Well, Kat is hammered and probably concussed, at least that’s what Patrick keeps telling her because he likes playing mind games with the future Harley Quinn.

And they have a nice little moment on a swingset, until Kat vomits on Patrick. We get it, she drunk.

Now comes a part I found weird. Patrick drives Kat home and she goes in to kiss him, which he refuses. And she gets upset about that. Kat, you just upchucked your dinner on his shoes, don’t take it so personally when he refuses your pukey advances 20 minutes later. It is disgusting.

Brown: I get it, as someone who is apprehensive about letting people in. She went in for a kiss and was about to open herself to this guy and he turns her away. Yes, I don’t blame him, because he’s clearly developing actual feelings instead of listening to his $50 from Joey. But, she’s embarrassed that she landed flat on her face once she is ready to embrace someone else.

Boy, I just got real on the JOE-DOWN. Better go back to the usual tone.

I want to rewind a second and mention a conversation that threw me off. At the party, as Cameron stomps away knowing he got played, he runs into Patrick who gives him this speech about not giving up on the girl if he actually loves her. Patrick says, “Joey isn’t half the man you are.” And yes, Joey is a sociopath akin to Dennis Reynolds, complete with drawing a naked woman on a lunch tray earlier in the movie. But Patrick, you don’t know (REDACTED) about Cameron. You’ve had all of two interactions up to this point: You drilling his French book and Cameron and Michael coming to you with their plan to hook Cameron up with Bianca.

You don’t know this kid. Hell, you need to stay away from him. Check his ID, future Joker, his real name is Robin!

Froemming: Some men just want to watch the world burn.

Now, Kat is back in Mr. Morgan’s class. A teacher who doesn’t take (REDACTED) from anyone. He assigns the class a poetry assignment, which Kat is vocally supportive for. Mr. Morgan is having none of it and kicks her out of class.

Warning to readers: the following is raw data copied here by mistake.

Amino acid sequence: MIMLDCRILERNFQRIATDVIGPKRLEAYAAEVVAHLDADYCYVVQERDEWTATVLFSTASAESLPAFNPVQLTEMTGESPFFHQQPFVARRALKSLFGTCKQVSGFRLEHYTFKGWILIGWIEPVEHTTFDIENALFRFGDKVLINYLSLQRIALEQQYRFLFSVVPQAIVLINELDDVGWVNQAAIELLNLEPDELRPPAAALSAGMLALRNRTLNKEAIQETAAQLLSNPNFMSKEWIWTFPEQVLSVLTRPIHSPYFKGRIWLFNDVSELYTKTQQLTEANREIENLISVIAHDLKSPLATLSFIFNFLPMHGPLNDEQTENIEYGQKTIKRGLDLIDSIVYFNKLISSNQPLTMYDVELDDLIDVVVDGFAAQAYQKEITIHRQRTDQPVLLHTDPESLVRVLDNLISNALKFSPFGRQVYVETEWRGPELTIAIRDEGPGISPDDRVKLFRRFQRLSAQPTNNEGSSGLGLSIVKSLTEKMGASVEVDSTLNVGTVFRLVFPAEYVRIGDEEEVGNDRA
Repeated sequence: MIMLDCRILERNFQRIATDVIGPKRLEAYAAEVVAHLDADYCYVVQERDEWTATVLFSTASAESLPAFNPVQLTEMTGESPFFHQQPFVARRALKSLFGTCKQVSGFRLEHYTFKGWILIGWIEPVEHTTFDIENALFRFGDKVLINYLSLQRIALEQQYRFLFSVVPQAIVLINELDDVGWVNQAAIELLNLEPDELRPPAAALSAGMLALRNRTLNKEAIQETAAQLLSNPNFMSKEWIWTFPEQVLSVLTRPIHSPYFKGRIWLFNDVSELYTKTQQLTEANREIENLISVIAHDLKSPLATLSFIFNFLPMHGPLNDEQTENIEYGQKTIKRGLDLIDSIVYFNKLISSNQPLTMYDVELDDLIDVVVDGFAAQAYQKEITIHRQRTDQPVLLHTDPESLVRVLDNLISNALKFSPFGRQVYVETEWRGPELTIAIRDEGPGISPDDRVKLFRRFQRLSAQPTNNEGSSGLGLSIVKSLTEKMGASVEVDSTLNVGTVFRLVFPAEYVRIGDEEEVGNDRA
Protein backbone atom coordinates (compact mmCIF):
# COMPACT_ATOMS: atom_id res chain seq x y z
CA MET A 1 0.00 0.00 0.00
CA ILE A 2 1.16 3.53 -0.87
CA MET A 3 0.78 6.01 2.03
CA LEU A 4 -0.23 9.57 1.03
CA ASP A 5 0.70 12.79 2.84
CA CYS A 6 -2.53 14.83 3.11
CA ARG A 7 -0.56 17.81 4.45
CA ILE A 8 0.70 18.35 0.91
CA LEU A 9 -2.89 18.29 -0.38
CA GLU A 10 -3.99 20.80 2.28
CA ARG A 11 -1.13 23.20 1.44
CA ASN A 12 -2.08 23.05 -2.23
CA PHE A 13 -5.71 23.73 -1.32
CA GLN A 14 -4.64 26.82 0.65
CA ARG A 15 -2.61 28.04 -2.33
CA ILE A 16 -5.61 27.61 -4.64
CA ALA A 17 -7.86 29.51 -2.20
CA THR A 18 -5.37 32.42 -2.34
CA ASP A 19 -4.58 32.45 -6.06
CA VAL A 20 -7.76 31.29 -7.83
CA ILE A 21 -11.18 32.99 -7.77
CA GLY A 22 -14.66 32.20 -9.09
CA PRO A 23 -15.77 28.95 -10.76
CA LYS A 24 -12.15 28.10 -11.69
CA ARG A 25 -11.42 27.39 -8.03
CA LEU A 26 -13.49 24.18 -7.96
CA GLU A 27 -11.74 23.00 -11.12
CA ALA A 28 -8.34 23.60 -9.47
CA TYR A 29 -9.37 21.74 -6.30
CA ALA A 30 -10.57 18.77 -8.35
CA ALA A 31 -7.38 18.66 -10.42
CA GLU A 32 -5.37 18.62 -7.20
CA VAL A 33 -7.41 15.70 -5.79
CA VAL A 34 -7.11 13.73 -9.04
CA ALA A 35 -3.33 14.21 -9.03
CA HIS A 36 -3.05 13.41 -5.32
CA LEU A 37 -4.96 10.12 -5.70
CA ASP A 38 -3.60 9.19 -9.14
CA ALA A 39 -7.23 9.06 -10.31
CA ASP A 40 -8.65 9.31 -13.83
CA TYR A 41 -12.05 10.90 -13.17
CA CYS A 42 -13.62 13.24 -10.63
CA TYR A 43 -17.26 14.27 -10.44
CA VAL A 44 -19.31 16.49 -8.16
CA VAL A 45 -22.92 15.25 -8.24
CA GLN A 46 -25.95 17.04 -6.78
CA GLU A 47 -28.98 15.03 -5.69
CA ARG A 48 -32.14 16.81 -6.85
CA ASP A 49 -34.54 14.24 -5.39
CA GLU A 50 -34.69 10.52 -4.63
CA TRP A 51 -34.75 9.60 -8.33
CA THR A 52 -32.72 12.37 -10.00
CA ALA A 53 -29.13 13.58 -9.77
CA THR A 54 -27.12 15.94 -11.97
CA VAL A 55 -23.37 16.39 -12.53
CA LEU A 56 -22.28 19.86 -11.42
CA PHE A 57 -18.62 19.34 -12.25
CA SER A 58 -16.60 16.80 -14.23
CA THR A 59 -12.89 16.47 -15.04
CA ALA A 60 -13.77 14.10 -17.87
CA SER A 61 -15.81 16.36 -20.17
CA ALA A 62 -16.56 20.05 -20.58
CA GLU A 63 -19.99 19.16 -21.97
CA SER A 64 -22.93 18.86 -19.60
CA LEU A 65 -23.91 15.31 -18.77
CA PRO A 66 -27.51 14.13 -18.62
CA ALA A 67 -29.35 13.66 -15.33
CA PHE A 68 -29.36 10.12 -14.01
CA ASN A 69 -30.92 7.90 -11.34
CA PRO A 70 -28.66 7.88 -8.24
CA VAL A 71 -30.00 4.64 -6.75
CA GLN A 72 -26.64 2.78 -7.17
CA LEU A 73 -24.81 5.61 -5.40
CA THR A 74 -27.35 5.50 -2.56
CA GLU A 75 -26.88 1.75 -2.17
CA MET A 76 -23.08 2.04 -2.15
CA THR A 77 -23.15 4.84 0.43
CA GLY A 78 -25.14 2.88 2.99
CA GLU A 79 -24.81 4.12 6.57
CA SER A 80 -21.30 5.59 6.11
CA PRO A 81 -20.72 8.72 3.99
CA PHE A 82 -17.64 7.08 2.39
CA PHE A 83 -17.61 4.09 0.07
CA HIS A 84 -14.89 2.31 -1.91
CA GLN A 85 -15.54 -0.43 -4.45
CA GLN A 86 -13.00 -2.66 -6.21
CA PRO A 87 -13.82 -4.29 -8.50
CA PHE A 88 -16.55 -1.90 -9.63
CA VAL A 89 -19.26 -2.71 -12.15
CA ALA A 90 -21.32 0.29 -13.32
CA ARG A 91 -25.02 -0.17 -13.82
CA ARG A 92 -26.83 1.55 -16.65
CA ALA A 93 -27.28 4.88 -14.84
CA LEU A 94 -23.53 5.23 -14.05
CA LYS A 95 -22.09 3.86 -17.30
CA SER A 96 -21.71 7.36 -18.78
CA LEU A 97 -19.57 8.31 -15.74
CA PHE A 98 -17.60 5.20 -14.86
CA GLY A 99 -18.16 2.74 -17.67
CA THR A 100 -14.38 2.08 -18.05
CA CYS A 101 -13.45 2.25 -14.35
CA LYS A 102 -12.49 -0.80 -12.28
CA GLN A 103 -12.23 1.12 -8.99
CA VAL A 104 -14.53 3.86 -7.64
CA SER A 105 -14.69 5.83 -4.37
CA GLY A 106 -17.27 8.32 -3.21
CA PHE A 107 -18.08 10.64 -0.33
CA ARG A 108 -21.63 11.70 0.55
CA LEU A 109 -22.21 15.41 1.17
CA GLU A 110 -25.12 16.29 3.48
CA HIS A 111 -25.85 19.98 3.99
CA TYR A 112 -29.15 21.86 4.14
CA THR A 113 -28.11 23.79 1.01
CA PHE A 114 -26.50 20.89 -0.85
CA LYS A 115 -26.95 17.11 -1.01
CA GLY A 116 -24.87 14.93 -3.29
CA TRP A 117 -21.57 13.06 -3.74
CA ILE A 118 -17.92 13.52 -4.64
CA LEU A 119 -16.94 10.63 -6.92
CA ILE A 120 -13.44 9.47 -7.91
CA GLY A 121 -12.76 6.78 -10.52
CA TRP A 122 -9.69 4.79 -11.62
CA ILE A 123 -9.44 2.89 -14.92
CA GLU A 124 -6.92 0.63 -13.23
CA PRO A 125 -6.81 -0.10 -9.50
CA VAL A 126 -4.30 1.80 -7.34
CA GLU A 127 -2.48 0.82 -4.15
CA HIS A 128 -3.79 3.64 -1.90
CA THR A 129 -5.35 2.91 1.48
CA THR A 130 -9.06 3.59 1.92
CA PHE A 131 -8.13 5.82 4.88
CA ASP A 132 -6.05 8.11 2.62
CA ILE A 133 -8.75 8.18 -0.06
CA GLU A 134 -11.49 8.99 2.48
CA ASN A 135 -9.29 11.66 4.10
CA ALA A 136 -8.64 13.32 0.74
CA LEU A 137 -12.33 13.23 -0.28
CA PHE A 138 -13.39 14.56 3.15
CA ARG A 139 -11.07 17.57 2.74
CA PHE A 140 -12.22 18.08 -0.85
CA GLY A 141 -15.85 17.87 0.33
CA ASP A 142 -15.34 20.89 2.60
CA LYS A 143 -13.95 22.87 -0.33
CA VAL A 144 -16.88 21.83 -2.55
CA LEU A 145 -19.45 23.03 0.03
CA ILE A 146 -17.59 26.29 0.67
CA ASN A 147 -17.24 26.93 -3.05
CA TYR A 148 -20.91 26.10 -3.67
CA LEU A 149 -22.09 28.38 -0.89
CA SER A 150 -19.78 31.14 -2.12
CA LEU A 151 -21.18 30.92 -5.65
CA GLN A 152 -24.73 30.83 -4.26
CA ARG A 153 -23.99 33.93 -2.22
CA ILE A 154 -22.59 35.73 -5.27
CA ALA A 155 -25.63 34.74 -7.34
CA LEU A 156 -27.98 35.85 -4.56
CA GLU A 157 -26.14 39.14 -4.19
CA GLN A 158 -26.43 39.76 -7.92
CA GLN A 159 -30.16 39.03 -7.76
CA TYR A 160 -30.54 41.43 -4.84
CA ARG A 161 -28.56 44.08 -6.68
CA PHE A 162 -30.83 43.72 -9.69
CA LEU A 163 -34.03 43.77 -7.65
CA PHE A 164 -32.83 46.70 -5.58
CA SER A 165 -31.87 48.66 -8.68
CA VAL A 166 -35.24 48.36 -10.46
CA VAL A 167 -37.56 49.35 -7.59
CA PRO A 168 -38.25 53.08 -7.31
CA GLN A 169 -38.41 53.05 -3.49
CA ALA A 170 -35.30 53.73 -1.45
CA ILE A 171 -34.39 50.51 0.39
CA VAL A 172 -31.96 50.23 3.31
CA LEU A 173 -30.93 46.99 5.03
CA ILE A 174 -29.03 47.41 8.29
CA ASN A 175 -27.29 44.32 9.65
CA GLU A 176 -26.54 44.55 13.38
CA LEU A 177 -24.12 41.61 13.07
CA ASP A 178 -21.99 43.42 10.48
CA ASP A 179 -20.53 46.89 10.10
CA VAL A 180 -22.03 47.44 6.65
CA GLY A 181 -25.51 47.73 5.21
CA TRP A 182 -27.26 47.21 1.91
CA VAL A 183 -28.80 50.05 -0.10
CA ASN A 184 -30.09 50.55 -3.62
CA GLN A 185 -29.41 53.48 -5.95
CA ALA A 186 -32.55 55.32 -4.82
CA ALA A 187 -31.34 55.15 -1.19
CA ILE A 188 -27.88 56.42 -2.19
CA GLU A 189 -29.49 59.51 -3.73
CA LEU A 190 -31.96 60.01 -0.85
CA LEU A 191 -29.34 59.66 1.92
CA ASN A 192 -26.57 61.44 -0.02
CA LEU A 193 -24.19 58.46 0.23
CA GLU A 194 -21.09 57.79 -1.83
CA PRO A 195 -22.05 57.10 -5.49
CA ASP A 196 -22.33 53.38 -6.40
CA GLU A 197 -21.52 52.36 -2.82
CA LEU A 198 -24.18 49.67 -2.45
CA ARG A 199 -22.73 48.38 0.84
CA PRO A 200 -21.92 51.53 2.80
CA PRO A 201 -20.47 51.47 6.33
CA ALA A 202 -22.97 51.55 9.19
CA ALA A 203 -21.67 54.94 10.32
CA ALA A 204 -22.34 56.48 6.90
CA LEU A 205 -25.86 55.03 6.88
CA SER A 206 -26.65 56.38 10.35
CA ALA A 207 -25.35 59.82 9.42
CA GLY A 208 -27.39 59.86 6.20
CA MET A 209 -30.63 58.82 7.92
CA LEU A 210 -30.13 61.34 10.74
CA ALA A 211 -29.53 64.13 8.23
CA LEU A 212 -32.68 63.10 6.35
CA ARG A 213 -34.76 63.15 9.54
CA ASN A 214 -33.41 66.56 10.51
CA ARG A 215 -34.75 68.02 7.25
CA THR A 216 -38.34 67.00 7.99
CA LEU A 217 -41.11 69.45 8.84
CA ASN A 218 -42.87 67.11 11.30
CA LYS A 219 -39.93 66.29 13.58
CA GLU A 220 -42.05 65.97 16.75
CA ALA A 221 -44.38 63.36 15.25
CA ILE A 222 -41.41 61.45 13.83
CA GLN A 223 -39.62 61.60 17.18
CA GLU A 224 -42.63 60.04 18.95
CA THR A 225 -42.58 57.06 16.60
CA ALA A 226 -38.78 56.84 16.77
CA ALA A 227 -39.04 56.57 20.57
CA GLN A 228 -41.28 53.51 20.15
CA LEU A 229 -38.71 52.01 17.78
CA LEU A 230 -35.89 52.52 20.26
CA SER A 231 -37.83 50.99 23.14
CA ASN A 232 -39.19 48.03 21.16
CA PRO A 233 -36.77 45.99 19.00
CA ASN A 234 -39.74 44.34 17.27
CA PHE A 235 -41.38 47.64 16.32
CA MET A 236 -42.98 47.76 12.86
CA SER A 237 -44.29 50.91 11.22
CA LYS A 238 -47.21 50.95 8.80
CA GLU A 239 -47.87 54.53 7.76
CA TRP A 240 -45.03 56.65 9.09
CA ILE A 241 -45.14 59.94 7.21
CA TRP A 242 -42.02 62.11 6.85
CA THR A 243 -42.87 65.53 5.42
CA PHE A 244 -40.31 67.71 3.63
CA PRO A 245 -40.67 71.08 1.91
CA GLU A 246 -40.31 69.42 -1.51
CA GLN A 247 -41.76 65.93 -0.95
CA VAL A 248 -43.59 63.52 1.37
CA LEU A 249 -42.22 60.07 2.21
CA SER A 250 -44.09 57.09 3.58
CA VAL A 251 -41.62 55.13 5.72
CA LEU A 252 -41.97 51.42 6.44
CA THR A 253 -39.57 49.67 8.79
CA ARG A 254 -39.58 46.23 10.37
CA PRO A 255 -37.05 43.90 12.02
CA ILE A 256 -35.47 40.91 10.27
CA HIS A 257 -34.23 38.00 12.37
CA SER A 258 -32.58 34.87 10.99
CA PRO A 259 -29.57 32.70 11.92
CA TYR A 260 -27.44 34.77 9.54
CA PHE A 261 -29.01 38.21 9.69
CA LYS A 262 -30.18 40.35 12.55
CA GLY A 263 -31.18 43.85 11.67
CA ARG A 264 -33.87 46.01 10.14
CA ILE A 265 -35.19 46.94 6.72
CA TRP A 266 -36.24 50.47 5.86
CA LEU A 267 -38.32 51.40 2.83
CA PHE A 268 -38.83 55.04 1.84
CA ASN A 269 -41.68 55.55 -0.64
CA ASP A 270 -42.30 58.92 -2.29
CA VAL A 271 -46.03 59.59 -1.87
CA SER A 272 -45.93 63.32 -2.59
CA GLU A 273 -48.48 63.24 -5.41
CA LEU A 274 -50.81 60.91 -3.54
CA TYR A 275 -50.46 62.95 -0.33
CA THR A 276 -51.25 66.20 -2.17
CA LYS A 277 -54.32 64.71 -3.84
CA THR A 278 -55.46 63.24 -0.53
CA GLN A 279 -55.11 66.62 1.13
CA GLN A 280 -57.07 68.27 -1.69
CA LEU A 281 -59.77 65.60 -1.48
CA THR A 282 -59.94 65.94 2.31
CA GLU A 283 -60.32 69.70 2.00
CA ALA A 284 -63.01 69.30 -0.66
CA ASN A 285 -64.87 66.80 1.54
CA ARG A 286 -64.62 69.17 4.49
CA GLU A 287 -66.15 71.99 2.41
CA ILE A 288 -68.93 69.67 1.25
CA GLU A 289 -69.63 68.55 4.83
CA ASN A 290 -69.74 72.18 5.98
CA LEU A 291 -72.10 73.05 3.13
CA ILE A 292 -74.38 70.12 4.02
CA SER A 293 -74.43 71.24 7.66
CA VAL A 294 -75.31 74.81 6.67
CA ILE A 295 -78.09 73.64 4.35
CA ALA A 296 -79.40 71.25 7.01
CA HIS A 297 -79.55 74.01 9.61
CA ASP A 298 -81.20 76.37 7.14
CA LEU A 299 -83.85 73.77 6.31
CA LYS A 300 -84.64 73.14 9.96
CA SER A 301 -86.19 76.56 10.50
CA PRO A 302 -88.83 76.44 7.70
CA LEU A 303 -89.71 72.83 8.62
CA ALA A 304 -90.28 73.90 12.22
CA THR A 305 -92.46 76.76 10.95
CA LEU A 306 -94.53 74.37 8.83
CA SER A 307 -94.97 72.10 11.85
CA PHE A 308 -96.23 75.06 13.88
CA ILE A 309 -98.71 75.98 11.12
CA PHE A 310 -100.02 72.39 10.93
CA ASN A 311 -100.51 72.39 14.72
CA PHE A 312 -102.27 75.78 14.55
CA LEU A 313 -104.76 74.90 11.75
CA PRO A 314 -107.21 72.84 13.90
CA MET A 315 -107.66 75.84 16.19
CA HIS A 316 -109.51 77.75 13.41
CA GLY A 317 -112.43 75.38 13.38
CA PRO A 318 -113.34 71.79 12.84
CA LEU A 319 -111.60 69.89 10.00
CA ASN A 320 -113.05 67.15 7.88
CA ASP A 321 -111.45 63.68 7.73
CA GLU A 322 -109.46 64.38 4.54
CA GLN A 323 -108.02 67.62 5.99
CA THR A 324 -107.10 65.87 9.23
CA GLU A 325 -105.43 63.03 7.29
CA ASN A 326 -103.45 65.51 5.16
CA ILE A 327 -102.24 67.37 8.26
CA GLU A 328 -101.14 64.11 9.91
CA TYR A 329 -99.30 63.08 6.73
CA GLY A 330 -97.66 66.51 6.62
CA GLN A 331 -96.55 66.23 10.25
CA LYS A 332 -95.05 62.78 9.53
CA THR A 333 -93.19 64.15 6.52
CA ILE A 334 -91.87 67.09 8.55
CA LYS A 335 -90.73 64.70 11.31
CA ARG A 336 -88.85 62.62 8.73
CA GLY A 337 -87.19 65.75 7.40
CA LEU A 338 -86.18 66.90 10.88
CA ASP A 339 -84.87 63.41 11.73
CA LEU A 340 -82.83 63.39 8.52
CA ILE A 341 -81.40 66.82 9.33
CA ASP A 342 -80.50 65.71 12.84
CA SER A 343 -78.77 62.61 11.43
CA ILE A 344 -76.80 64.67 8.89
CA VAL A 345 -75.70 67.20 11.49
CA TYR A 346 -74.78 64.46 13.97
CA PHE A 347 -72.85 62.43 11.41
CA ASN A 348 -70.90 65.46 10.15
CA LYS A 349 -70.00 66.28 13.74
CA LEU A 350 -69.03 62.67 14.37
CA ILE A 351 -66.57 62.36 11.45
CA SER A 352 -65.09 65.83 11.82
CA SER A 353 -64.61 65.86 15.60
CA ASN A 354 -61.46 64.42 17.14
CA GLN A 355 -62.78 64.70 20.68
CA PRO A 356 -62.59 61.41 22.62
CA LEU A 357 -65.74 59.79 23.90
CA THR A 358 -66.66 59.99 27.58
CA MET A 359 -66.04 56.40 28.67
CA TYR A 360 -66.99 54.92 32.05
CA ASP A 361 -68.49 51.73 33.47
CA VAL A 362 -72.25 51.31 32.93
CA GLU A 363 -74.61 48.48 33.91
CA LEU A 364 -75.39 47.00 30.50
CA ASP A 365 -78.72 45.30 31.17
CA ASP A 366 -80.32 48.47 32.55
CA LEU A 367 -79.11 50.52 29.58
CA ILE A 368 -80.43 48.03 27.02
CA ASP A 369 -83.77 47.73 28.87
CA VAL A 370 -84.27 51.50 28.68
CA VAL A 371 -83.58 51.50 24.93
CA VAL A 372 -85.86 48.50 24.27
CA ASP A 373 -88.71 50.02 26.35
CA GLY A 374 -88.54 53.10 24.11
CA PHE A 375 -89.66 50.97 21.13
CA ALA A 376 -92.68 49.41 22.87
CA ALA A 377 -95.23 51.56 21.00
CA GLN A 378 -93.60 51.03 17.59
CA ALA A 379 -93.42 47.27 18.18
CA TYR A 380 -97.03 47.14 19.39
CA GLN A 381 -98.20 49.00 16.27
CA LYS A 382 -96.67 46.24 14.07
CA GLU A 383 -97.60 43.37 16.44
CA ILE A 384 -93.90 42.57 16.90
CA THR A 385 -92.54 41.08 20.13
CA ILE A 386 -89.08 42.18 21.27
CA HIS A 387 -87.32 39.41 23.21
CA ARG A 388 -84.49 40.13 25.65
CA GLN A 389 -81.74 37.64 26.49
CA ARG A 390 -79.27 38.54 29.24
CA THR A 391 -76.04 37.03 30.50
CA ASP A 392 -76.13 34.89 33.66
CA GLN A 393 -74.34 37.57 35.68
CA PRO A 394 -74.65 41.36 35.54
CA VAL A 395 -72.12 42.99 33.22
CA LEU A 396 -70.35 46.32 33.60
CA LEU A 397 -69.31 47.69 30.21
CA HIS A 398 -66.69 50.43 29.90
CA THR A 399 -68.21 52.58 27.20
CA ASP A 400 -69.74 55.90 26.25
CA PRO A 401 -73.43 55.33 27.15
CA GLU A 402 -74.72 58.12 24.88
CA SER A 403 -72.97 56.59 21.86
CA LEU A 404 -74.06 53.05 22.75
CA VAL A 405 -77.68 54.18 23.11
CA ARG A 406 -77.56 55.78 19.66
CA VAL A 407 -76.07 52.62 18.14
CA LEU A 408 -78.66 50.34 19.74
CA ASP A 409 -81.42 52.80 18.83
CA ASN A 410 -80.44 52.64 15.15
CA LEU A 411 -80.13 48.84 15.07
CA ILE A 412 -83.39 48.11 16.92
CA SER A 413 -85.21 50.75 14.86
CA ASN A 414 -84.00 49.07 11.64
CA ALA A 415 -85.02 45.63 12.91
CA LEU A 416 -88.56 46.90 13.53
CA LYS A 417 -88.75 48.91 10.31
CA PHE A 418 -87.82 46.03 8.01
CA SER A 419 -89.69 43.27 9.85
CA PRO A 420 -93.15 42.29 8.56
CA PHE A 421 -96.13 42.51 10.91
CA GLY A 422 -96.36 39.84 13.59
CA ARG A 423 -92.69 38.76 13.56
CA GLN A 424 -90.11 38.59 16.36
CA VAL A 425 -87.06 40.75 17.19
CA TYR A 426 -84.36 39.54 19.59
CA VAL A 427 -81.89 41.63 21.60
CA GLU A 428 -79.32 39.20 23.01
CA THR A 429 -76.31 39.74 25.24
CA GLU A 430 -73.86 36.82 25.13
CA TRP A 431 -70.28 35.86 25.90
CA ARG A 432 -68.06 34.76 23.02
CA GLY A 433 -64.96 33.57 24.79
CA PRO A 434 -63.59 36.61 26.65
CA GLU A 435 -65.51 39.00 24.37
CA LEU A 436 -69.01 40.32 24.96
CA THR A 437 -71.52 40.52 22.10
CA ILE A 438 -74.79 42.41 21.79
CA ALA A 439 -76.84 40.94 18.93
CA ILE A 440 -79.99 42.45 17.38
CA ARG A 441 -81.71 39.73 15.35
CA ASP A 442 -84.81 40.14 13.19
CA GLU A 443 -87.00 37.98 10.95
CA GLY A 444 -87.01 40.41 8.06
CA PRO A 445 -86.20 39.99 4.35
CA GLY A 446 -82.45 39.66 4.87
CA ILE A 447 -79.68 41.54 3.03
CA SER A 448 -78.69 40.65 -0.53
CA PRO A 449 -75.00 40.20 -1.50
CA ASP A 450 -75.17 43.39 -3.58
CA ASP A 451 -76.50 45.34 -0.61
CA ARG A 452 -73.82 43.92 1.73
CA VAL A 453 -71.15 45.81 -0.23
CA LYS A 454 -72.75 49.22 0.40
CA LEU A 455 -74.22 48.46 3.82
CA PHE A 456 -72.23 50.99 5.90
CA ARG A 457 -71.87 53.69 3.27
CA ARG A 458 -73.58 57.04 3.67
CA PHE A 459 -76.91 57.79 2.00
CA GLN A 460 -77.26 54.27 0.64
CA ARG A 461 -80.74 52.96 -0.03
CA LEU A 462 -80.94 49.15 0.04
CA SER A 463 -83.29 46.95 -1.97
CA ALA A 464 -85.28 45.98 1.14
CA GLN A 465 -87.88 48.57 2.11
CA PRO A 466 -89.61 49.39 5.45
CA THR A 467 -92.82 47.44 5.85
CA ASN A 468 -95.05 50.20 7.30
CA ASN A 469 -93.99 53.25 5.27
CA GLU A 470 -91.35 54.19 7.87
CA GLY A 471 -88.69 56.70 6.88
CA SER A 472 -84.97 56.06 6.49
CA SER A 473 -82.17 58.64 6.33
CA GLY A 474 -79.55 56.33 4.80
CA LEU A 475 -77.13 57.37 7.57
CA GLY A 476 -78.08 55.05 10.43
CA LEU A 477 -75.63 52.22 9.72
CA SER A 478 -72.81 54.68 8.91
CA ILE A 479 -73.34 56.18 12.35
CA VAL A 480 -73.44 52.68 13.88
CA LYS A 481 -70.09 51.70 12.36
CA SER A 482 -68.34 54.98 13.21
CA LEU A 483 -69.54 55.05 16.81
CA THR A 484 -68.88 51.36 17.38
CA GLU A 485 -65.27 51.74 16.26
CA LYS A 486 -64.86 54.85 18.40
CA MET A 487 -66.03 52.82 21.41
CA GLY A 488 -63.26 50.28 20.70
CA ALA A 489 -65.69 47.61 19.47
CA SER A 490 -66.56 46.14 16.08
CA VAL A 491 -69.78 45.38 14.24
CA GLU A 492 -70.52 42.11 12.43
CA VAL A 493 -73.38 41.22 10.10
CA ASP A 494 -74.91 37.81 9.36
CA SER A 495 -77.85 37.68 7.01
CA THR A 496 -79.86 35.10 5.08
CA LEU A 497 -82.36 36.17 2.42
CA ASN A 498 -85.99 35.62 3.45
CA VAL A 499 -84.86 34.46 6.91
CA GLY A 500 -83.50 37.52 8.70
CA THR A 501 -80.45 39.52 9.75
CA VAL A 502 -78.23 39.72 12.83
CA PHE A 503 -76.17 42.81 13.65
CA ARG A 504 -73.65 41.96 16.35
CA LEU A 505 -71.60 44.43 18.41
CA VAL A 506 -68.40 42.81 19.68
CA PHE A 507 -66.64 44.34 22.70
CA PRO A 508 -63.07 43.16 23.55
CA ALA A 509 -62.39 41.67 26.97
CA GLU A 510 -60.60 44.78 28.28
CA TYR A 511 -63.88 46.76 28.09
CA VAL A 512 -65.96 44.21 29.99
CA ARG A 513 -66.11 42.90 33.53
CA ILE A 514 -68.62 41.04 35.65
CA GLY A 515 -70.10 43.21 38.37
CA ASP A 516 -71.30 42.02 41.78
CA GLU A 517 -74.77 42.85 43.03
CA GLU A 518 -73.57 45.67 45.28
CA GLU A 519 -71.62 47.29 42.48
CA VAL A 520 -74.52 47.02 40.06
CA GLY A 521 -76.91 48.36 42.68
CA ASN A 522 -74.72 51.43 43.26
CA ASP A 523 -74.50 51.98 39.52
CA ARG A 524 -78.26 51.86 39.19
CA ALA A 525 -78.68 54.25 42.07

I love Mr. Morgan. I want a movie about him.

But back to the plot, Joey offers Patrick more money to take Kat to the prom. At first Patrick is unsure, but then agrees because he probably needs money to replace the shoes Kat barfed all over. So, we get a song and dance number from Heath Ledger, ladies and gentlemen, in which he serenades Kat with the aid of a marching band.

Brown: Patrick’s song is the one part of the movie that I really knew about before watching this movie. And you know what, I think I get why people were so in love with Heath Ledger after seeing it. I felt smitten by Patrick after this whole scene. It’s so ridiculous and rings painfully of a teen movie, but I’ll be damned if I didn’t enjoy it. I need to do “Can’t Take My Eyes Off Of You” at karaoke some time.

And really, this really showcases the Joker’s flair for showmanship and his disdain for law enforcement as he spanks a campus security officer during his routine. Soon, he’ll replace microphones with nooses and a bazooka that’ll flip a semi over.

Now, for his actions, Patrick is sent to detention, which leads to one of the more unsettling moments in any film I’ve seen.

Froemming: What? You mean Kat’s cunning strategy to get Patrick out of detention by flashing her boobs at the teacher, who has to be 40 years her senior? Yeah, I know the movie tells us Kat is 18, but that is some jarring stuff right there.

Brown: I’m pretty sure that Patrick was out of the classroom by the time Kat flashed the teacher. At the very least, it’s easy to assume as much because Ledger is not in the shot when Kat does this in front of an entire classroom of troubled kids and stoners.

Patrick’s impressed that Kat did such a stand-up (see: demented) thing for him, so what’s Patrick to do? He’s essentially a gigolo who has been paid to date this girl. He starts to fall in love with this rebellious (see: perverted) lady. Why, they should lob paint at each other and begin the transformation of Patrick and Kat into Joker and Harley Quinn.

Froemming: #JokerTheory2: Kat dumps Patrick when she goes to Sarah Lawrence for college. Patrick goes into a deep depression. In a fit of manic rage, he carves a smile into his face, to stay positive. His descent into madness becomes a dark, violent void where, years later, he confronts Kat, brainwashes her, and she becomes Harley Quinn.

Back to the review, Patrick and Kat frolic in paint like the sociopaths they are, and they have dinner later. Patrick asks her to the prom, which makes her immediately suspicious. That doesn’t sound like the Mistah Jay she just got to know.

Brown: It’s such a weird breakdown for them. Hours ago, they were smitten and making out with faces covered in paint in a pile of hay. Then because a high-school senior has the audacity to ask another high-school senior to prom, that’s some scandalous (REDACTED) that makes Kat suspicious? They’ve never established in this movie that Patrick has the same punk rock attitude that Kat has. All we know is he’s hot and probably too old to be in school.